Before beginning radicals with my Algebra 1 students, I had my students complete a Vocabulary Knowledge Rating Chart. I created a book type foldable with three of these (identical) charts for my students to glue in their interactive notebooks. This was my first idea to try out from Styles and Strategies for Teaching High School Mathematics.
I chose the thirteen most important vocabulary words to know for our unit on radicals. For each vocabulary term, students had to circle 1, 2, 3, or 4. 1 stands for “I’ve never heard of the term.” 2 means “I’ve seen or heard of this term before.” An answer of 3 represents “I think I know this term.” And, 4 means “I know the term and can explain it.”
I had students fill out this vocabulary knowledge survey for the first time before I taught anything related to radicals. Students circled the numbers that reflected their current level of understanding. Some of my students were a little frustrated with this activity because they didn’t know what any of these words meant. I explained that this was okay because we hadn’t started the unit yet. Students then added up all of the circled numbers to arrive at their “Vocabulary Knowledge Rating.”
I did have a lot of false 4 ratings on the term “index.” They were surprised to find out that I wasn’t referring to the back of a non-fiction book. One class also had an interesting debate over whether the index was the same as the table of contents.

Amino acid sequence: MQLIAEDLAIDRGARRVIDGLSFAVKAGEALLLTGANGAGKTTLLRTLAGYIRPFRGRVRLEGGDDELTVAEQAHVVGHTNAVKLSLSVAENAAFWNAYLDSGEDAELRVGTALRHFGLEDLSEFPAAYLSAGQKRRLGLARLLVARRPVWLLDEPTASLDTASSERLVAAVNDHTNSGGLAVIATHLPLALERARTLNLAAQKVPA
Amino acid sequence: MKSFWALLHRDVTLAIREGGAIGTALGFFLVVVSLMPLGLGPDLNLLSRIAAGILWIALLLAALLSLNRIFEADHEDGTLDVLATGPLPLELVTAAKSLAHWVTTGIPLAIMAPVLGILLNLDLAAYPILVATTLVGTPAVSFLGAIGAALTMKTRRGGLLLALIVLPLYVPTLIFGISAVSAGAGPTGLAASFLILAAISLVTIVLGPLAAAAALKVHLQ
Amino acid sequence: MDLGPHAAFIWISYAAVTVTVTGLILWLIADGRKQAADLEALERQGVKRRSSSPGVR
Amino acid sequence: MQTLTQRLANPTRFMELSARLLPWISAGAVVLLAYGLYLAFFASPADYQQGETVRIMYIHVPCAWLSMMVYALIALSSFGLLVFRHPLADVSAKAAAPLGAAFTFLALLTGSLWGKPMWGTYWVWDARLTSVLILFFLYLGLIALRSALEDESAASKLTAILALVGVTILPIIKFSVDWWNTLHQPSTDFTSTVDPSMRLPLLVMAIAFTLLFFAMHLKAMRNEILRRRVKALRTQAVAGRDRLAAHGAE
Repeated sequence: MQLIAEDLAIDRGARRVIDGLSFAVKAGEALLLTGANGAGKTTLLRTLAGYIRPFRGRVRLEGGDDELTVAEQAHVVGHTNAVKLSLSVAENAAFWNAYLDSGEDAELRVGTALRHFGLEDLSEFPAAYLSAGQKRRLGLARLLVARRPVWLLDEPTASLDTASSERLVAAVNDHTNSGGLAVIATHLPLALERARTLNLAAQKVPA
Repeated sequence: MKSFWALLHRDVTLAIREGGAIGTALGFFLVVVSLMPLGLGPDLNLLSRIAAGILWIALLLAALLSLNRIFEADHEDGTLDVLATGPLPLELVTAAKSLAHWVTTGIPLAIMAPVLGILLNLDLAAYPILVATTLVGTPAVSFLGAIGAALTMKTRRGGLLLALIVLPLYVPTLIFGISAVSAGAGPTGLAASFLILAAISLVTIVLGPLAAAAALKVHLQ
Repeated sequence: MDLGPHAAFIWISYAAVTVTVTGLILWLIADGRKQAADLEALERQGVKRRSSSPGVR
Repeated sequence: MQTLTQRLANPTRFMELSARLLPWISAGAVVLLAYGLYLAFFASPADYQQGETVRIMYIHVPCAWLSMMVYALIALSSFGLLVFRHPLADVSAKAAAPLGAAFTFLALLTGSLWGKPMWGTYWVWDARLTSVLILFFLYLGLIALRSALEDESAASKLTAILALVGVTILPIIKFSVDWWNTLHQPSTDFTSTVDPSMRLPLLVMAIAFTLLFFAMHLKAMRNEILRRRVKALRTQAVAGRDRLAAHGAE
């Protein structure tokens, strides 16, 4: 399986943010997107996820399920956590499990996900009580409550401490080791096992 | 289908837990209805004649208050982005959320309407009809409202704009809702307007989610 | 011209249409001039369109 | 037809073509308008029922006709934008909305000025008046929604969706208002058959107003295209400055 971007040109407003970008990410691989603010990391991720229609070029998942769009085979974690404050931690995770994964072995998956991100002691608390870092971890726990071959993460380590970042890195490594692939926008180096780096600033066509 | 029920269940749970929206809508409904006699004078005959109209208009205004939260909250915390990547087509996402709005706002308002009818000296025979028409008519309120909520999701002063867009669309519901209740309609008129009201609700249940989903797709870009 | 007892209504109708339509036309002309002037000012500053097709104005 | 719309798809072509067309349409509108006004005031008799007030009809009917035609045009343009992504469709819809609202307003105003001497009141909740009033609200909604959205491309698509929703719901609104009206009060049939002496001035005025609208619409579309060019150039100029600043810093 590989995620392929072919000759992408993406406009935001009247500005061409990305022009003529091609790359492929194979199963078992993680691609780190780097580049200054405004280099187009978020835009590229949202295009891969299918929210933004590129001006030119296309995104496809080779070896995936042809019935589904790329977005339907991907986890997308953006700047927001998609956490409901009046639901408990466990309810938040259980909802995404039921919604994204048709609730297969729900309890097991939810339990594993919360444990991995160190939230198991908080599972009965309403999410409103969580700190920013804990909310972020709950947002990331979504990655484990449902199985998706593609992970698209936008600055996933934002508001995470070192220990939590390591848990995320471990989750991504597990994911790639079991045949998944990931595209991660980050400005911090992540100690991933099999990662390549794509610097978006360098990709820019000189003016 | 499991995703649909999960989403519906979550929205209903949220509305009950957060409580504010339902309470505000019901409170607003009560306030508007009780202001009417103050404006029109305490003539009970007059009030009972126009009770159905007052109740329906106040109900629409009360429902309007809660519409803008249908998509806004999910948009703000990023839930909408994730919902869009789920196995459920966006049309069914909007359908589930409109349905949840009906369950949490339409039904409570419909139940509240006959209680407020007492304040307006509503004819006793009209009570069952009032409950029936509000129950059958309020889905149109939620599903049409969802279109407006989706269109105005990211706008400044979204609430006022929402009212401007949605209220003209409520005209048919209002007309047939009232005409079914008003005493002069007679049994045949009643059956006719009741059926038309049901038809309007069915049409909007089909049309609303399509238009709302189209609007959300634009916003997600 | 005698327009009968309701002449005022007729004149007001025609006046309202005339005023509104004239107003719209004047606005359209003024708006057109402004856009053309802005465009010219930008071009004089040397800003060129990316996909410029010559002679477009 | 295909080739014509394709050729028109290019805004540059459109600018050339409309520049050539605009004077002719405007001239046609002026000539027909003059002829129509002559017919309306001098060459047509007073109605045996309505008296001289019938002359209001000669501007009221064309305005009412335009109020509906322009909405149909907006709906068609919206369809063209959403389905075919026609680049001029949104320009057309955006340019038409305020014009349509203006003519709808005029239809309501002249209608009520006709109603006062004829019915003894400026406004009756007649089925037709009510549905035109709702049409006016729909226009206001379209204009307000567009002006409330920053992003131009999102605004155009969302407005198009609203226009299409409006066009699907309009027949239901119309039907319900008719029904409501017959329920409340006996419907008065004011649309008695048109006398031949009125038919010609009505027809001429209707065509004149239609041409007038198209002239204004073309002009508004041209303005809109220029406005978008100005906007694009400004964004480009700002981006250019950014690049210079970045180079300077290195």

Several days into the unit, we repeated this activity. It was exciting to see students realize how much their Vocabulary Knowledge Rating had increased over just a few days. Instead of mainly circling 1s and 2s, students were know circling 3s and even some 4s. This was a big confidence booster for my students. Also, students were curious about when we would get to the few terms we had not yet covered in our unit.
I ran out of time, and I never did have my students complete the last survey. But, I’m glad I did this activity. It boosted my students’ confidence, and it inspired a lot of great questions. I definitely want to occasionally incorporate this into my classroom again next year. I don’t know if it something that would be beneficial to do for every unit though.
Free Download of Vocabulary Knowledge Rating Chart
More Activities for Teaching Radicals
- Free Printable Factors Chart 1-100
- Prime Numbers Chart
- Radicals Task: Which is the Smallest?
- Like Radicals Card Sort Activity
- Parts of a Radical Poster
- Simplifying Radicals Foldable
- Prime Factorization Foldable
- Prime Factorization Graphic Organizer
- Why Do We Rationalize the Denominator Notes
- Prime Numbers Below 100 Chart
- Simplifying Radicals Puzzle
- Rationalizing the Denominator Practice Book
- Operations with Radicals Question Stack Activity
- Conjugates INB Page
- The Constant Chair Regression Activity
- Prime and Composite Numbers Chart